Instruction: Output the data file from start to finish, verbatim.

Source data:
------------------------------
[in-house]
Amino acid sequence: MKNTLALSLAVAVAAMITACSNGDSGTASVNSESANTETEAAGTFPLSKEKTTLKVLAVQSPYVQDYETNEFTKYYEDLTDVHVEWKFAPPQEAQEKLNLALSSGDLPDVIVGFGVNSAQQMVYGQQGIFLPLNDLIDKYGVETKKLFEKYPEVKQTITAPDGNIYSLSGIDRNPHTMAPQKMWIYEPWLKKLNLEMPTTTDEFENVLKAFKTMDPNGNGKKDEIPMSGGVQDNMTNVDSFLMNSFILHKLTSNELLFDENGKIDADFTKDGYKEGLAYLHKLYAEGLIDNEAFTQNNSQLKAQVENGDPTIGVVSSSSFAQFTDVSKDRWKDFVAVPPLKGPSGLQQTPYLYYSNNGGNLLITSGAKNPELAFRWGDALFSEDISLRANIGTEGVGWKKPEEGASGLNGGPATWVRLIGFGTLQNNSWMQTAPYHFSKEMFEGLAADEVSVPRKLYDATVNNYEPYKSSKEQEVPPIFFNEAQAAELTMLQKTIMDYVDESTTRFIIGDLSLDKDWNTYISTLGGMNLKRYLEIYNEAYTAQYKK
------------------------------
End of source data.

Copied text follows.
[in-house]
Amino acid sequence: MKNTLALSLAVAVAAMITACSNGDSGTASVNSESANTETEAAGTFPLSKEKTTLKVLAVQSPYVQDYETNEFTKYYEDLTDVHVEWKFAPPQEAQEKLNLALSSGDLPDVIVGFGVNSAQQMVYGQQGIFLPLNDLIDKYGVETKKLFEKYPEVKQTITAPDGNIYSLSGIDRNPHTMAPQKMWIYEPWLKKLNLEMPTTTDEFENVLKAFKTMDPNGNGKKDEIPMSGGVQDNMTNVDSFLMNSFILHKLTSNELLFDENGKIDADFTKDGYKEGLAYLHKLYAEGLIDNEAFTQNNSQLKAQVENGDPTIGVVSSSSFAQFTDVSKDRWKDFVAVPPLKGPSGLQQTPYLYYSNNGGNLLITSGAKNPELAFRWGDALFSEDISLRANIGTEGVGWKKPEEGASGLNGGPATWVRLIGFGTLQNNSWMQTAPYHFSKEMFEGLAADEVSVPRKLYDATVNNYEPYKSSKEQEVPPIFFNEAQAAELTMLQKTIMDYVDESTTRFIIGDLSLDKDWNTYISTLGGMNLKRYLEIYNEAYTAQYKK